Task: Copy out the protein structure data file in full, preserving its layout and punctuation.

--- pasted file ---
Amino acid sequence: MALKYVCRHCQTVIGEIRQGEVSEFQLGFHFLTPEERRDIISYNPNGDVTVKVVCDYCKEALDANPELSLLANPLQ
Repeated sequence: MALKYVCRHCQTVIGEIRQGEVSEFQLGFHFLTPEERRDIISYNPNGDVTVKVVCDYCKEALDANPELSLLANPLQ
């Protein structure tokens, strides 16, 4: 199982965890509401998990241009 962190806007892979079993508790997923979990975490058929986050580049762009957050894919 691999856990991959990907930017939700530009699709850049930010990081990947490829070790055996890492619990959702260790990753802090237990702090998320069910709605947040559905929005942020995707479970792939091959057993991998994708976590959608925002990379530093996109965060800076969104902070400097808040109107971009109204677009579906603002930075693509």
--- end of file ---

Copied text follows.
Amino acid sequence: MALKYVCRHCQTVIGEIRQGEVSEFQLGFHFLTPEERRDIISYNPNGDVTVKVVCDYCKEALDANPELSLLANPLQ
Repeated sequence: MALKYVCRHCQTVIGEIRQGEVSEFQLGFHFLTPEERRDIISYNPNGDVTVKVVCDYCKEALDANPELSLLANPLQ
């Protein structure tokens, strides 16, 4: 199982965890509401998990241009 962190806007892979079993508790997923979990975490058929986050580049762009957050894919 691999856990991959990907930017939700530009699709850049930010990081990947490829070790055996890492619990959702260790990753802090237990702090998320069910709605947040559905929005942020995707479970792939091959057993991998994708976590959608925002990379530093996109965060800076969104902070400097808040109107971009109204677009579906603002930075693509």